For by grace you have been saved through faith, and this is not your own doing; it is the gift of God—not the result of works, so that no one may boast. (Ephesians 2:8-9)
God is calling us. And he’s getting impatient.
But what exactly does God want us to do?
The answer is simpler than we can imagine. And it is, for many of us, more difficult than we can imagine.
Two weeks ago, I wrote that God wants us to inscribe his law on our hearts. But how exactly do we do that? Is it a decision we make? Is it a specific action? Do we need a tattoo parlor?
Surely it is a decision, but it’s a decision that begins somewhere else. After all, we are saved by grace. But how do we open our hearts to that grace? And how do we know if we have it?
The second question is easily answered: We know we have received God’s grace when his law is written on our hearts. As James says so poignantly (though often misconstrued),
What good is it, my brothers and sisters, if you say you have faith but do not have works? Can faith [alone] save you?… Show me your faith apart from your works, and I by my works will show you my faith… Do you want to be shown, you senseless person, that faith apart from works is barren? (James 2:14, 18, 20)
We know we have received God’s grace when our faith drives us to act accordingly.
And here’s the rub: it’s easy to say we have faith. It’s easy to say we believe. But are we willing yet to follow Jesus as a disciple? Are we ready to “do the works that I do and, in fact, do greater works than these”? (John 14:12) Are we truly ready to follow him?
I look at my life, and I have to admit that I am not yet ready. But I’m getting there.
How do we ask for the grace to follow Jesus? It’s in small, simple actions that are nevertheless difficult– and, in our culture, almost unthinkable:
- Admit that we are sinners. For me, that’s obvious. For years, I carried the weight of sins I thought were unforgivable. I eventually learned that God would and did forgive them. But I still commit less grievous sins every day. I fall short of what God asks of me. If I don’t admit it, I can’t get any closer to God, because I’m not acknowledging my need for grace.
- Confess our sins to God and to one another. We admit that we are sinners, yet somehow we like to deny that we sin– at least when we’re talking to other people. Yet confessing our sins not only frees us from our sin, it shows us that every one of us falls short, reminding us not to judge each other.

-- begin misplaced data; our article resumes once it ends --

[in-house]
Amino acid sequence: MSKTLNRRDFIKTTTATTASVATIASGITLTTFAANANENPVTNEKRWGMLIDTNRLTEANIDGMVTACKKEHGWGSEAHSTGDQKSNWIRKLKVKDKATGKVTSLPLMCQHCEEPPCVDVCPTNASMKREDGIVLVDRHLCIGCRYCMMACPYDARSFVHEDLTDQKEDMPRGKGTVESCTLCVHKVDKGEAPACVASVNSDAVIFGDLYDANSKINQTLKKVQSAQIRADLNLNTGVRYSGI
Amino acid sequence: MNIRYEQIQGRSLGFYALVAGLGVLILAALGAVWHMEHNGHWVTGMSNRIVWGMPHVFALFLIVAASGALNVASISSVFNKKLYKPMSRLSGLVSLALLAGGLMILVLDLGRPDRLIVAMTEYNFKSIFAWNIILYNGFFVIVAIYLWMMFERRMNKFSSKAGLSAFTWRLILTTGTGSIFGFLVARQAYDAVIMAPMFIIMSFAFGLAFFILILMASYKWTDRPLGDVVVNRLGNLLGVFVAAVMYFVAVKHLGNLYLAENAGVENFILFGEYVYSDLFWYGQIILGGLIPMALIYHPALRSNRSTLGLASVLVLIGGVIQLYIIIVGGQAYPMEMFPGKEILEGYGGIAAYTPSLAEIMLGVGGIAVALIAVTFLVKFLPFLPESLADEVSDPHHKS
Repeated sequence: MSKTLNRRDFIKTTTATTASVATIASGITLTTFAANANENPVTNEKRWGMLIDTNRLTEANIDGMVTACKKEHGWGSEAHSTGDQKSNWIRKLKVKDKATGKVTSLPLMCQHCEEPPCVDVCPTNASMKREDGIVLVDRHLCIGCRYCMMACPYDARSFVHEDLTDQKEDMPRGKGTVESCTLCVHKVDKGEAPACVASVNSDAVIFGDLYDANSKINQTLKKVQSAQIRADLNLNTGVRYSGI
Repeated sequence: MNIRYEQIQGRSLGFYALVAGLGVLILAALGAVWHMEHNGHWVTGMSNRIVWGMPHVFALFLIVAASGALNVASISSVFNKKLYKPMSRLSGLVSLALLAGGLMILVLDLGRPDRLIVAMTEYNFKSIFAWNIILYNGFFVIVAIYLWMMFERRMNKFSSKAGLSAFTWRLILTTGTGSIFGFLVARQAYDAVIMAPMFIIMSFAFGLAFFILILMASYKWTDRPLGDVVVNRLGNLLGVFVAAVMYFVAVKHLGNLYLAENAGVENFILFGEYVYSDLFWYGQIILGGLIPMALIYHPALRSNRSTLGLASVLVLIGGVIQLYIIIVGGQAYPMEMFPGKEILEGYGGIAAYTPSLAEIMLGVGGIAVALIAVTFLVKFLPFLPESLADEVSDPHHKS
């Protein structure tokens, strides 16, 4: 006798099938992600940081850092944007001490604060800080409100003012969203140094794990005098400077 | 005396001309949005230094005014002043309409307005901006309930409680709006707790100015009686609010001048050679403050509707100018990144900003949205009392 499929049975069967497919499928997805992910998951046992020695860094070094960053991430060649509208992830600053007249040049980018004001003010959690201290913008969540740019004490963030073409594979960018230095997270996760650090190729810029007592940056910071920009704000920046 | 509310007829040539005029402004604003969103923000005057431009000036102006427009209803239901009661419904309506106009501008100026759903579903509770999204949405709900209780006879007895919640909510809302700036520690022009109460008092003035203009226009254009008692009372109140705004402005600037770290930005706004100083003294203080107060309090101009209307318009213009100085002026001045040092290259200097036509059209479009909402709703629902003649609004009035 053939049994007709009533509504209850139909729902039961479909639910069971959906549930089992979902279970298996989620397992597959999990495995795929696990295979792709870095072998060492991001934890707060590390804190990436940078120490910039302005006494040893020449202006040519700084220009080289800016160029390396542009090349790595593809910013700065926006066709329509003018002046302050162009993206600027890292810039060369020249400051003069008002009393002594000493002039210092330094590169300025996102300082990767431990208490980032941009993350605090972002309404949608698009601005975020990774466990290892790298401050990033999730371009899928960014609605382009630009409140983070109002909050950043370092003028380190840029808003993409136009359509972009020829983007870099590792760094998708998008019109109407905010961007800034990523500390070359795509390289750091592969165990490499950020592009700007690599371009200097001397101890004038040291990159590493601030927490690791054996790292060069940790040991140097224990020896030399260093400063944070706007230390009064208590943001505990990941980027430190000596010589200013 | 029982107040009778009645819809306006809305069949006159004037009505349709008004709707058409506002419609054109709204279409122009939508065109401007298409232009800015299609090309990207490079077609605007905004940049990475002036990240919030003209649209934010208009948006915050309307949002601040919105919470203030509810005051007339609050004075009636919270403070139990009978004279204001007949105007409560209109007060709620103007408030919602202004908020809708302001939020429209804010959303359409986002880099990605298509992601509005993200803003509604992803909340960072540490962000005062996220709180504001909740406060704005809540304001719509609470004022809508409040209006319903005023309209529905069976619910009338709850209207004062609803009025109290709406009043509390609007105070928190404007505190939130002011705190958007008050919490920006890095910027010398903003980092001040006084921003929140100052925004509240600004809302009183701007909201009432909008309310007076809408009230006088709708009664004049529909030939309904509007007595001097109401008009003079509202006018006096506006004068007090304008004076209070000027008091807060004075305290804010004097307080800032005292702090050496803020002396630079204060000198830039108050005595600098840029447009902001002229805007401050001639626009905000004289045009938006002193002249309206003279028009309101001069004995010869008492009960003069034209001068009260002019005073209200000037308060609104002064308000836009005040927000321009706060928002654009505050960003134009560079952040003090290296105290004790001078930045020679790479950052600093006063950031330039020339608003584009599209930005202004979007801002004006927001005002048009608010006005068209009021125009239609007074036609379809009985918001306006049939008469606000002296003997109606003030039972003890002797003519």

- Repent. Renounce those sins that we continually commit. Make them right wherever possible. Yes, there are some stubborn ones that I am not yet rid of (and may never be rid of), but repentance has freed me from many of my more troubling frequent sins, like losing my temper, refusing to forgive others, and refusing to forgive myself.
- Forgive. This doesn’t mean forgive and forget. As someone once wisely observed, “No one forgets where they buried the hatchet.” No, it means adopting a lifestyle in which we recognize God as sovereign, and every human being (including ourselves) as both made in his image and living in a fallen world. Every one of us has the potential to do evil. Every one of us is offered the opportunity to repent by God. And the Gospel tells us we, too, are to accept a person’s repentance (Matthew 6:14-15, Luke 17:3-4). This doesn’t come easily. When someone hurts me, I want to hurt them back. But that’s falling short of God’s desire for me. It is sin. But as I live into this way of forgiveness, I find that it happens less often. Not only do I have less desire for revenge, but I find that the harms I receive are not so grievous as I once thought.
- Pray and worship often. Speaking for myself, it’s easy for me to forget about God. Regular prayer and worship reminds me, and also challenges me to think more broadly than what God can do for me. Which leads to the last point:
- Serve. If Jesus is my Lord, the only question I can have is: What can I do for him? Am I ready to become part of a community of Christ founded on “proclaiming freedom for the prisoners and recovery of sight for the blind, to set the oppressed free, and proclaim the forgiveness of debts”? (Luke 4:18, paraphrased)
But isn’t this what Christians already do?
Surely it’s what we are supposed to do. Yet the evidence suggests that we don’t do it as fully as we are asked to. Our lives do not yet reflect the teachings of Jesus. If you’re like me, even a casual self-examination will reveal that our lives fall at least a little short of this call.